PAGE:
From the Blog

A Humanist Take on Meaning and Purpose

Have you ever felt like you go through the motions every day but it all seems meaningless? Did you know that you can use science to help you find a sense of life purpose? Wait, but science can’t answer life’s big questions – that’s the job of religion, right? Well, a wave of recent research in psychology, cognitive neuroscience, and other disciplines has explored how we find meaning and purpose in life, with or without belief in a deity!

I wish I knew that when I was growing up. I struggled with gaining a sense of life meaning and purpose throughout my teenage years and young adulthood. I remember experiencing the sense of meaninglessness as an emptiness deep in the pit of my stomach. Read more about A Humanist Take on Meaning and Purpose »

The Clergy Letter Project: Demonstrating the Compatibility of Religion and Science

There’s an all-too common view in the United States that religion and science are in conflict.  While this conflict takes many forms, none is more prevalent than that associated with the evolution/creation debate.  Simply put, there are some who proclaim loudly and often that one can’t be truly religious if evolution is accepted.  The basic premise of this position is that people must choose between their religion and modern science; that it is impossible to embrace both.

In fact, however, despite the volume of these claims, this position is very much at odds with what a huge majority of devout individuals understand.  In an attempt to share this message as broadly as possible, I created a grassroots organization that has grown to more than 15,000 clergy members.  This organization, The Clergy Letter Project, has three clear and simple goals: Read more about The Clergy Letter Project: Demonstrating the Compatibility of Religion and Science »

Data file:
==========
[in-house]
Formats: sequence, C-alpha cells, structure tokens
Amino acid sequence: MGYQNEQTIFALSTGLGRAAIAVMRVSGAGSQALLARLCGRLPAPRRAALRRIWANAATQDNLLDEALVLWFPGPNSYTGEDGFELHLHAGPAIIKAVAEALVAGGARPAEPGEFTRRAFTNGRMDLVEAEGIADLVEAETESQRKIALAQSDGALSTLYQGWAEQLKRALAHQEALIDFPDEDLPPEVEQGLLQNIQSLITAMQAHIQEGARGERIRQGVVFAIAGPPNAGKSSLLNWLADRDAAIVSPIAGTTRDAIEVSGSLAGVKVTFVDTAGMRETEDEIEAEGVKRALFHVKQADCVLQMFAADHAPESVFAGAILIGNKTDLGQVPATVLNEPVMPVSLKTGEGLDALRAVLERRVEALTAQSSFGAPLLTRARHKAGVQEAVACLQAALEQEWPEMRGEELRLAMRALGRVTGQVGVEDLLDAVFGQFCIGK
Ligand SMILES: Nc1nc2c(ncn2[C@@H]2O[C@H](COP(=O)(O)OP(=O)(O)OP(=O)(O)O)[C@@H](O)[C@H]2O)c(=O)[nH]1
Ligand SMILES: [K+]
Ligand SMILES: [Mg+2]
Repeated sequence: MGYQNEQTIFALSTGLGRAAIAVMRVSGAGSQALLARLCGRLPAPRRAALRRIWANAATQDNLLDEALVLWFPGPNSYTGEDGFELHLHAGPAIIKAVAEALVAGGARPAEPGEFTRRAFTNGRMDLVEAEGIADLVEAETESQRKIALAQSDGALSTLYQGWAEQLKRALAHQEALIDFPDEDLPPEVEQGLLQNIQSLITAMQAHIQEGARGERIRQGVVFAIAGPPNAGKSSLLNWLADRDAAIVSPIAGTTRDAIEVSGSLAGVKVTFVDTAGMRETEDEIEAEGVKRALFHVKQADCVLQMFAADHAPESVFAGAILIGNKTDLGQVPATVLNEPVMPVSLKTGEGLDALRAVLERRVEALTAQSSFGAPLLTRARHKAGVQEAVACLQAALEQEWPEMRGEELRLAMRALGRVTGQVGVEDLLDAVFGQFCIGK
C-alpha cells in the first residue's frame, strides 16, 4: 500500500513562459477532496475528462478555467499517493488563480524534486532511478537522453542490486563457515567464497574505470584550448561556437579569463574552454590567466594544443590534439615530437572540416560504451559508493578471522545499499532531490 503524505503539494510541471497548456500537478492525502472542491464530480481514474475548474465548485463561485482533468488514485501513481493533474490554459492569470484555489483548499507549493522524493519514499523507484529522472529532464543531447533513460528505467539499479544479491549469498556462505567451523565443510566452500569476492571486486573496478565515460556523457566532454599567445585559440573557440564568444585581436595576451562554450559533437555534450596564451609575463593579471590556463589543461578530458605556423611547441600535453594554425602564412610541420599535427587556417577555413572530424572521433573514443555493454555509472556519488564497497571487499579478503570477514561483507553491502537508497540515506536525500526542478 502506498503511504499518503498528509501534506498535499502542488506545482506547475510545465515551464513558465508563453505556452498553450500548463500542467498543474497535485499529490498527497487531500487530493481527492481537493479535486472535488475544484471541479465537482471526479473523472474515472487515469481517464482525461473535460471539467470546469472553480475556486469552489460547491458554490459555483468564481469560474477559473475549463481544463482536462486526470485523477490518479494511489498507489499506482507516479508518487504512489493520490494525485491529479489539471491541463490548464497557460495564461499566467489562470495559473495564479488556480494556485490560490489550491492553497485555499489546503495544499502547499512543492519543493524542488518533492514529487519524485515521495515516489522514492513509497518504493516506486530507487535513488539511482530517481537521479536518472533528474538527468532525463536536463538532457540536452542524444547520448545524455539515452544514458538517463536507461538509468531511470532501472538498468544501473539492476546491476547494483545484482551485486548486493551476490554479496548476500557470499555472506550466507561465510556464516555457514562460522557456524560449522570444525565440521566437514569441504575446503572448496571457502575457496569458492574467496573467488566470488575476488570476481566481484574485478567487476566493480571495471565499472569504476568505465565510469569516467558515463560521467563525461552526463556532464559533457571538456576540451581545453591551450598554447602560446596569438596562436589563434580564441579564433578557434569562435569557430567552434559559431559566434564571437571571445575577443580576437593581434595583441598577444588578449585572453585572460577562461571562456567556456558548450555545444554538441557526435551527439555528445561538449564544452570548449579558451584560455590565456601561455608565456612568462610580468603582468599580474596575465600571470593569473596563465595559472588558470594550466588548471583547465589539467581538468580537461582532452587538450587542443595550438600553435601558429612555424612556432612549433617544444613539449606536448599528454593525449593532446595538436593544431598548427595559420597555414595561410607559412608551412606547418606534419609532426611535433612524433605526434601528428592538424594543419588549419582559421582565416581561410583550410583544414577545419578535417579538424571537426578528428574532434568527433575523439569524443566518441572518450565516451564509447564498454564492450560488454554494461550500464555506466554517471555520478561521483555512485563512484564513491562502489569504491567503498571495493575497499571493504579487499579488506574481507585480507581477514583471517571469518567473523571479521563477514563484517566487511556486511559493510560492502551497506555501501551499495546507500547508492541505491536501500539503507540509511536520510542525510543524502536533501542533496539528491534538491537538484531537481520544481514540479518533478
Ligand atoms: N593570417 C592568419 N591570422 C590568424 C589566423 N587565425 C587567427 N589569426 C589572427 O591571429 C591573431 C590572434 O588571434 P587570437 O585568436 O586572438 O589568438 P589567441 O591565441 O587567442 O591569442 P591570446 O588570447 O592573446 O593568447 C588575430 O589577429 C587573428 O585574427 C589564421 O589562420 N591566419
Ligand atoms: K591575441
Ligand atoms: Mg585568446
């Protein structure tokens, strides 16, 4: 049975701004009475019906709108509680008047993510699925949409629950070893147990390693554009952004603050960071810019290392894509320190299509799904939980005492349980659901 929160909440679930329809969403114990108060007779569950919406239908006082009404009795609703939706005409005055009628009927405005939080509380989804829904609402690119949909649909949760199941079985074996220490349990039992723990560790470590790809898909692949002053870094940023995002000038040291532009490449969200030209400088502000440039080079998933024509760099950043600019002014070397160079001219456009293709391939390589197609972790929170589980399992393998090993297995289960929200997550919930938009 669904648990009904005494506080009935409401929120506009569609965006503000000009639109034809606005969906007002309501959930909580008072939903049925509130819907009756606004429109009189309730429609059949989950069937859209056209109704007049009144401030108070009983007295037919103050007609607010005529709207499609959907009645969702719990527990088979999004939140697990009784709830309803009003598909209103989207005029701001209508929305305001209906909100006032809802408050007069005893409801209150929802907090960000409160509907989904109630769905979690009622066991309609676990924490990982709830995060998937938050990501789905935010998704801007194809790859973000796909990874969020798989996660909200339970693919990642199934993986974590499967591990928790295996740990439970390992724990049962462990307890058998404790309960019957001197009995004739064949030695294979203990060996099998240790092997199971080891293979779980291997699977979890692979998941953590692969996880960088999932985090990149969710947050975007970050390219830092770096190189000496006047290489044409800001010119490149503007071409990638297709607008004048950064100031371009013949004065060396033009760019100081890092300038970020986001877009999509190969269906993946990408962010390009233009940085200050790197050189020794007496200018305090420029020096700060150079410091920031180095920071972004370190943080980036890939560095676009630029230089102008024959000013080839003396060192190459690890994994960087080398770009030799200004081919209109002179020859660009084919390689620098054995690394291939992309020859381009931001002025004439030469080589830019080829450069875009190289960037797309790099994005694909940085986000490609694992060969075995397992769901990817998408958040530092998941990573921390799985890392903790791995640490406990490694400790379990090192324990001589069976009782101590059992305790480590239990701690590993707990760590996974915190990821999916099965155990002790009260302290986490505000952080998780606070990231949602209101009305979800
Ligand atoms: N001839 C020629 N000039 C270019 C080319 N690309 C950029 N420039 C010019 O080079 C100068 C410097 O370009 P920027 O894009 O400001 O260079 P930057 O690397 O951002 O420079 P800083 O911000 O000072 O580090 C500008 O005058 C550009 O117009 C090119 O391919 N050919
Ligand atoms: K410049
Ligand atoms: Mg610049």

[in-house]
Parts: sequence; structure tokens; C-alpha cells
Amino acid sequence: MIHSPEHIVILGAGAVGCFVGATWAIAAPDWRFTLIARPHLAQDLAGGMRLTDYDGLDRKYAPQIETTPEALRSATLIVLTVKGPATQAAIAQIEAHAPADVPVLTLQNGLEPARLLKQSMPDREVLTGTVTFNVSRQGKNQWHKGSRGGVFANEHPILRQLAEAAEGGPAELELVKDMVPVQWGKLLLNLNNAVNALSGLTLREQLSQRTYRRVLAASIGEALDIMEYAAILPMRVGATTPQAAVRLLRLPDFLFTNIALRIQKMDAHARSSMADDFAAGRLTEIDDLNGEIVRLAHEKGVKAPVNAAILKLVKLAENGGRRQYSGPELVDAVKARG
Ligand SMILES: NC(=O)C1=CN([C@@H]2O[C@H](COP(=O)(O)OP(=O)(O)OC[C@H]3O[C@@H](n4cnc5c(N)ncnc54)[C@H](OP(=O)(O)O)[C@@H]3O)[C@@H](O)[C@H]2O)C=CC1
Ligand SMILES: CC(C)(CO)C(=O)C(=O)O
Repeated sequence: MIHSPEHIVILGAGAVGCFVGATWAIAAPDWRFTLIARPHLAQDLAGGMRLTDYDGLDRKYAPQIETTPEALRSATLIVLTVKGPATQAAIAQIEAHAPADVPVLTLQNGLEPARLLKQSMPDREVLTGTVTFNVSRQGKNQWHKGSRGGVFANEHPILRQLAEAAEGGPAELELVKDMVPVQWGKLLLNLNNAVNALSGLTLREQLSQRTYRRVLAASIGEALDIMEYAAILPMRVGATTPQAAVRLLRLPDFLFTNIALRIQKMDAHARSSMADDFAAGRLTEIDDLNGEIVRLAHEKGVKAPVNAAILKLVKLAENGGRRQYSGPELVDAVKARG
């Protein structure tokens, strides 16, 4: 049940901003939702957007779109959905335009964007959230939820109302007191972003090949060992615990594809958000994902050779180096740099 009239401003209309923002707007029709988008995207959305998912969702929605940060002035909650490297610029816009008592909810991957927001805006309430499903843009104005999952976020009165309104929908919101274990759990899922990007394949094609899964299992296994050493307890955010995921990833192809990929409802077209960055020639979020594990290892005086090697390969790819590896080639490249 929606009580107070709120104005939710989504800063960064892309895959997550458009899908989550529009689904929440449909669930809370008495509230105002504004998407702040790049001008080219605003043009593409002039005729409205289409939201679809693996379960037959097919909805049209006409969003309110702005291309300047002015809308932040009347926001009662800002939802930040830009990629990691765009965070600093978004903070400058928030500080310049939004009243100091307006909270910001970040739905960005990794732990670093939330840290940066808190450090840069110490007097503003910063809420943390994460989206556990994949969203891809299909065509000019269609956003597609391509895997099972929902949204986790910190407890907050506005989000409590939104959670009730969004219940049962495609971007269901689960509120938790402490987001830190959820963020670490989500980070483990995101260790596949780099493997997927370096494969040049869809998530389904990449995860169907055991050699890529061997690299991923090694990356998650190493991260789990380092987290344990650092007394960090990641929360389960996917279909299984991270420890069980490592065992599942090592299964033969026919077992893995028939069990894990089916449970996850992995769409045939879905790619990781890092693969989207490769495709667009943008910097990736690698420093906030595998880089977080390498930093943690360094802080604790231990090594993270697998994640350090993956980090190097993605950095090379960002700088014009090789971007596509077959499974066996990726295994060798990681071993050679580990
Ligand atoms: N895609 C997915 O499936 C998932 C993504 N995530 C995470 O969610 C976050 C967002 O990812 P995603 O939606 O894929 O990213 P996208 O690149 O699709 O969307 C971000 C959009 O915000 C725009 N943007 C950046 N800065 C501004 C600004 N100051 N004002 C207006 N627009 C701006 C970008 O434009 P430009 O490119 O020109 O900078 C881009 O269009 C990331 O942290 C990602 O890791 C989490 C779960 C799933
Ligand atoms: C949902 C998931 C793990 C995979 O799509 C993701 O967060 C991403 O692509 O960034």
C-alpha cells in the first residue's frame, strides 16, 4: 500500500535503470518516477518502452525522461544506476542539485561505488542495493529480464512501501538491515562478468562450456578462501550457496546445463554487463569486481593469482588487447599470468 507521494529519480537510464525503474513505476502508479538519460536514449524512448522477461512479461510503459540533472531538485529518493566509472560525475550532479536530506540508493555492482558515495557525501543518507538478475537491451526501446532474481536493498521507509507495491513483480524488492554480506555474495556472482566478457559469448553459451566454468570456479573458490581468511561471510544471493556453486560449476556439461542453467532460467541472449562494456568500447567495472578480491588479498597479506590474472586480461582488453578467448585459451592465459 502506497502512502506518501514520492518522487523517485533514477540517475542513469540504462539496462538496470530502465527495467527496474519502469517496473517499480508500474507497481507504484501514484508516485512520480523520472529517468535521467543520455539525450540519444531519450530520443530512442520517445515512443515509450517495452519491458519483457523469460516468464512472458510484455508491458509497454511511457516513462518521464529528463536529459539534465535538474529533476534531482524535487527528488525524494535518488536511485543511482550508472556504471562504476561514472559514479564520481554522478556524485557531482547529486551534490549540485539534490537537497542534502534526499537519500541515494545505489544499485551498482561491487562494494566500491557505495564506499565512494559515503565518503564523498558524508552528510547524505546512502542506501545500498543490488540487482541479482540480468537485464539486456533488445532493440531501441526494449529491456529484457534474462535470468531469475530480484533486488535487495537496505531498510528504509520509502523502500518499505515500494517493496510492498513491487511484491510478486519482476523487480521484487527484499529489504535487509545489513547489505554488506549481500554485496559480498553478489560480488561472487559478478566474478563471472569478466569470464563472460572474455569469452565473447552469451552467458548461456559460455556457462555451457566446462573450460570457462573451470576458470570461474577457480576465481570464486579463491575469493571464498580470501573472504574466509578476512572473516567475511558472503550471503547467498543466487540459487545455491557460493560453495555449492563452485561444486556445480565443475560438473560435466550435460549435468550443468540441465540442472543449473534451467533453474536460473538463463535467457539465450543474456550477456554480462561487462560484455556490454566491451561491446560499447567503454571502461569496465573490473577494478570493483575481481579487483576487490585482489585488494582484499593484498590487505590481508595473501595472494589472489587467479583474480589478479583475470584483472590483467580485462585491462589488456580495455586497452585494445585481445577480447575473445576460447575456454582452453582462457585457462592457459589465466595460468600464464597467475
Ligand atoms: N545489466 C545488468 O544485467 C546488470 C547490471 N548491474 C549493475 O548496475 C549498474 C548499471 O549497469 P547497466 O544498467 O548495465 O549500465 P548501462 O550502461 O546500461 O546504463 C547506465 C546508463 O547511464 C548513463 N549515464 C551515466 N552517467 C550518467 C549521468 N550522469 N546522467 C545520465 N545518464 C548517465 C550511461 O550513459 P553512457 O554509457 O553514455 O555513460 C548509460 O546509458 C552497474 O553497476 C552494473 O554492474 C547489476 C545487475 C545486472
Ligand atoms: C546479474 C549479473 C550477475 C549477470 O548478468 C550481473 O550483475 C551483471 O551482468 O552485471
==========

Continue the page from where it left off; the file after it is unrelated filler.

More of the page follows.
“God” as Creativity

When a distinguished scientist and an eminent theologian agree on what is meant by God we should take notice.  The scientist is complexity theorist Stuart Kauffman whose recent book is entitled Reinventing the Sacred.  Like many he has left traditional religion behind, but he wants to retain a sense of the sacred nature of life, and he finds that sacred quality in creativity.  Creativity, he suggests, is at the heart of things and in the very nature of the universe.  In fact he identifies creativity with God, suggesting that what he means by God is simply creativity.  He writes: “God is our chosen name for the ceaseless creativity in the natural universe, biosphere, and human cultures.”  He comes to this conclusion because “This creativity is stunning, awesome and worthy of reverence.” Read more about “God” as Creativity »

Coming Out as a Humanist

I am a humanist. That’s not something I always share with others, especially here in South Carolina, where the first question people generally ask upon meeting you is, “So where do you go to church?”; where people regularly talk about God as their co-pilot and Jesus as their fishing buddy; where prayer is considered a viable solution to every problem, from ending drought to finding a parking place. Publicly admitting that you are a humanist – or an atheist, agnostic, skeptic, free thinker, or any other variety of nonbeliever – anywhere in America is about as risky as burning a flag in an American Legion hall. Where I live, being a nonbeliever can get you denied a promotion and fired from your job. It can get you disowned by your family and deserted by your friends. It can get your house or car vandalized, and it can get you physically harmed. Prejudice against nonbelievers may be the last socially acceptable bigotry.  Read more about Coming Out as a Humanist »

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